With all of the violence and inconsistent suspension rulings handed down this season - and in particular in these playoffs - the NHL's supplemental discipline process has once again received a lot of attention. Nobody seems particularly happy with the current system; not the fans, not the players, not the coaches and GMs, not the media, just nobody. Most recently, Raffi Torres received a 25 game suspension, the longest suspension in playoff history, in a ruling that is widely considered to be using Raffi Torres as a scapegoat and/or "sending a message".
In light of the controversy surrounding the NHL's supplemental discipline process, I figured I'd take a crack at fixing it. I will first attempt to identify the major sources of problems and areas where the current system of supplemental discipline can be improved. In part two, I will outline the system I would like to see implemented. I don't expect these changes to be implemented any time soon (or ever, really), but a guy can hope, right?
One of the biggest causes of problems and controversy with the current supplemental discipline process is the vagueness of the entire process. As far as anyone can tell, there are no clear criteria for what makes some incidents suspendable while seemingly similar incidents are not. Similarly, there seems to not be any criteria for what makes one incident more severe than another and there don't seem to be any rules regarding the lengths of the suspensions handed out or when to give out a suspension. With this in mind, the first thing I'm going to do is clearly define suspension criteria. Furthermore, my system will have clear punishments and sentencing guidelines corresponding to each infraction.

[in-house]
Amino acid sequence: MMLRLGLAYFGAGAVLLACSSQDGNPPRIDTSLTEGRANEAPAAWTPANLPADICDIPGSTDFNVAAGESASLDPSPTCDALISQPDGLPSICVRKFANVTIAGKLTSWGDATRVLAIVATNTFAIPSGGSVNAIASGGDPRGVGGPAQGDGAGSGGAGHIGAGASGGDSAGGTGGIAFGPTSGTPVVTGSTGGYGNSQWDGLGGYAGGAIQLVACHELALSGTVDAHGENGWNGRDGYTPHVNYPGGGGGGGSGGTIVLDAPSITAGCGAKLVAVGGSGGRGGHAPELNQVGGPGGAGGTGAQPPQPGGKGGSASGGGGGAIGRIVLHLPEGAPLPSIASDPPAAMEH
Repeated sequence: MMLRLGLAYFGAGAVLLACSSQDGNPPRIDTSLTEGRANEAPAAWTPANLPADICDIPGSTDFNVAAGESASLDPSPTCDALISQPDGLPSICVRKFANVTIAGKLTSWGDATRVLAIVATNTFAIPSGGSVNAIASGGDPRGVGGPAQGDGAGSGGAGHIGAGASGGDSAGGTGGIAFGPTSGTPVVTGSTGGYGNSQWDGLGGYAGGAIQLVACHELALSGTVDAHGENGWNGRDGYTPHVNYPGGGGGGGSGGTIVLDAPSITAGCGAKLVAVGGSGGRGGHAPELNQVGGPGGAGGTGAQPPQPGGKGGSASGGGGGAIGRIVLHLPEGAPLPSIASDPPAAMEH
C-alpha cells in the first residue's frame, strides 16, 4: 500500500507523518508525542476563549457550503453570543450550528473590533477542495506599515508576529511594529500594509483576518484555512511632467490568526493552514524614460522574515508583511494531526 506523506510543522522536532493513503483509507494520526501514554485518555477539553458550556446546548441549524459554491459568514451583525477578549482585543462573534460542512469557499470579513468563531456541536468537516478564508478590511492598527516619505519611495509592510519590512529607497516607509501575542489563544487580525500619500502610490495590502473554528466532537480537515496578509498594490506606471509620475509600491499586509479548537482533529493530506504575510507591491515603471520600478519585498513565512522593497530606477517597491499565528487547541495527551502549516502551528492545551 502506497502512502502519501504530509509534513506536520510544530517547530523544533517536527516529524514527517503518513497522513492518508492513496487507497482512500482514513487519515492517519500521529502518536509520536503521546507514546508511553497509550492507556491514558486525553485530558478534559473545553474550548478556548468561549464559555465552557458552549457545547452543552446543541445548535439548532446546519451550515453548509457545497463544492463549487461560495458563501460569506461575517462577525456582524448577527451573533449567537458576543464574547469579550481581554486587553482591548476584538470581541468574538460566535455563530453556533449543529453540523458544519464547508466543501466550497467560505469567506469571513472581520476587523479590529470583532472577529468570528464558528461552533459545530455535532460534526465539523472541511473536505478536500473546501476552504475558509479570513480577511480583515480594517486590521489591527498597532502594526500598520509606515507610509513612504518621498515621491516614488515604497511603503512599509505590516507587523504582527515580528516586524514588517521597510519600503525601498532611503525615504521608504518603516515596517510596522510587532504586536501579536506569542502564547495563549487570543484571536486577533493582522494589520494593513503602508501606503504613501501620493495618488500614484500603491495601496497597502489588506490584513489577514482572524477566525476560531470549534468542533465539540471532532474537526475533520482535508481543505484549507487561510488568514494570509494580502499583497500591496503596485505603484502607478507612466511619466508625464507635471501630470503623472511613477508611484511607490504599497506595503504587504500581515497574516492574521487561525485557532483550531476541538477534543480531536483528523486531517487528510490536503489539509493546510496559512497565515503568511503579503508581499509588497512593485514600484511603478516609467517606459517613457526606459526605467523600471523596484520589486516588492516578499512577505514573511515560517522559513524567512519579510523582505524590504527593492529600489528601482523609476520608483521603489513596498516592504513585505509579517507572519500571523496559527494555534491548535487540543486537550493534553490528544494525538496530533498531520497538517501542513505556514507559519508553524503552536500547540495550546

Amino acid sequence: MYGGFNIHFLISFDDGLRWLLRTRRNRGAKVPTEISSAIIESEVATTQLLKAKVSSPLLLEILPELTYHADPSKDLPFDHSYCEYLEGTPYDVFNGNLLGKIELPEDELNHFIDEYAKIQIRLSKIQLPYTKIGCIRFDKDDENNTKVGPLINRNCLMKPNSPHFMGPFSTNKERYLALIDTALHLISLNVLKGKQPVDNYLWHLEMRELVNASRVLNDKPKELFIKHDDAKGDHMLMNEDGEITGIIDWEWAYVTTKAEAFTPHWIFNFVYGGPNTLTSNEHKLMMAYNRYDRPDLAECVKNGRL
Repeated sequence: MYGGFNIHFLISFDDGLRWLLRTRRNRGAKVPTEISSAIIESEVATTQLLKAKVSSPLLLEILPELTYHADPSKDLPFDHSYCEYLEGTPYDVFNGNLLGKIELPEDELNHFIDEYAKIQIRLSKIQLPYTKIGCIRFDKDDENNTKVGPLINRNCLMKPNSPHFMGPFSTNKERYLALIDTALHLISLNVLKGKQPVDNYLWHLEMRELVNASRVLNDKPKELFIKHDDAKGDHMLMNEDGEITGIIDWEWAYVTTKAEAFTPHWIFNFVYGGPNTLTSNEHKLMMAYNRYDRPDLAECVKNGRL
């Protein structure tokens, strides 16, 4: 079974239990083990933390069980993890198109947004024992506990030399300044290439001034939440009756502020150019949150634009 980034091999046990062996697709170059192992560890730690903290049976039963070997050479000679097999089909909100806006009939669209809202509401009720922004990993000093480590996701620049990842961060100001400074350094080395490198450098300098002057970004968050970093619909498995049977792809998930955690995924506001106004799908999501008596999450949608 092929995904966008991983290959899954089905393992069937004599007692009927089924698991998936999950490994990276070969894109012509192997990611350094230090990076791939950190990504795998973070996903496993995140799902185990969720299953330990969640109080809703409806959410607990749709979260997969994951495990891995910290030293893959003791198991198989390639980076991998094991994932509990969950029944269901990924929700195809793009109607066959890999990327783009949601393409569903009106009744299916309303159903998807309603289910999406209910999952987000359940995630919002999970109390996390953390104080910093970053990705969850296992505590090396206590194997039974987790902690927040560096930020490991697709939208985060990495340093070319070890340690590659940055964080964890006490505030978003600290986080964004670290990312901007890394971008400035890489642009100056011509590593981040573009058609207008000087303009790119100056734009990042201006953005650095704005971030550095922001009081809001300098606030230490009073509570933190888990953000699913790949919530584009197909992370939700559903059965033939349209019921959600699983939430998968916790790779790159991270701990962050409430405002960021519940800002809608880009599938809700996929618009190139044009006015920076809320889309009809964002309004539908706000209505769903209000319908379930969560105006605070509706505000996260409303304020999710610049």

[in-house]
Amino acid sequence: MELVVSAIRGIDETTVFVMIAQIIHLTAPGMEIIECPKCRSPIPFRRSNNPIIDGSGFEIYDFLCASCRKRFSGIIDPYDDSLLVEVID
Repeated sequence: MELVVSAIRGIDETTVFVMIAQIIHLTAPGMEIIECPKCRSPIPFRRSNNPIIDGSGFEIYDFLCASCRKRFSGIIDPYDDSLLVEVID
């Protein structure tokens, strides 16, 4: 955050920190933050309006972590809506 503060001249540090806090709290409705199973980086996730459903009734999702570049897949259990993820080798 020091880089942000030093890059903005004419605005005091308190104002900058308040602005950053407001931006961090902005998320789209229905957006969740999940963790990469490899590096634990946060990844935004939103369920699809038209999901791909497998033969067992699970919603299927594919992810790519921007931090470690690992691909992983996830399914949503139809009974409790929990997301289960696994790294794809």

Another big area of trouble with the current supplemental discipline process is subjectivity. Suspension rulings are made by a small group of individuals who try to make judgments about vague, abstract concepts like "mindset" or "intent". In addition, rulings are rarely - if ever - made by totally impartial parties. While Brendan Shanahan, Mathieu Schneider and others may try to be impartial, they aren't. The fact of the matter is that they can't be impartial because they've played against (or with) many of the individuals they're judging; they have preconceived notions about who they like, who they dislike, who's a dirty player, and the like. We saw this in late 2010 when internal e-mails (and some digging by Tyler Dellow) revealed that Colin Campbell, then the NHL's head disciplinarian, thinks that Marc Savard is a "little fake artist". Campbell's basis for this prejudice? Campbell "had him in New York" over a decade earlier.
A third controversial issue with the current supplemental discipline process is whether or not injuries should factor into the decisions. I know some people will disagree with me on this, but I would like the system to suspend based on actions, not results. Does the fact that Henrik Zetterberg got his glove up in time to mitigate some of the damage make Shea Weber slamming Zetterberg's head against the glass any more acceptable? In my mind, the answer is no. Furthermore, different people respond differently to various injuries; what might sideline one player for three weeks could sideline another player for twice as long. Therefore, I don't believe it would be fair to suspend based on injuries.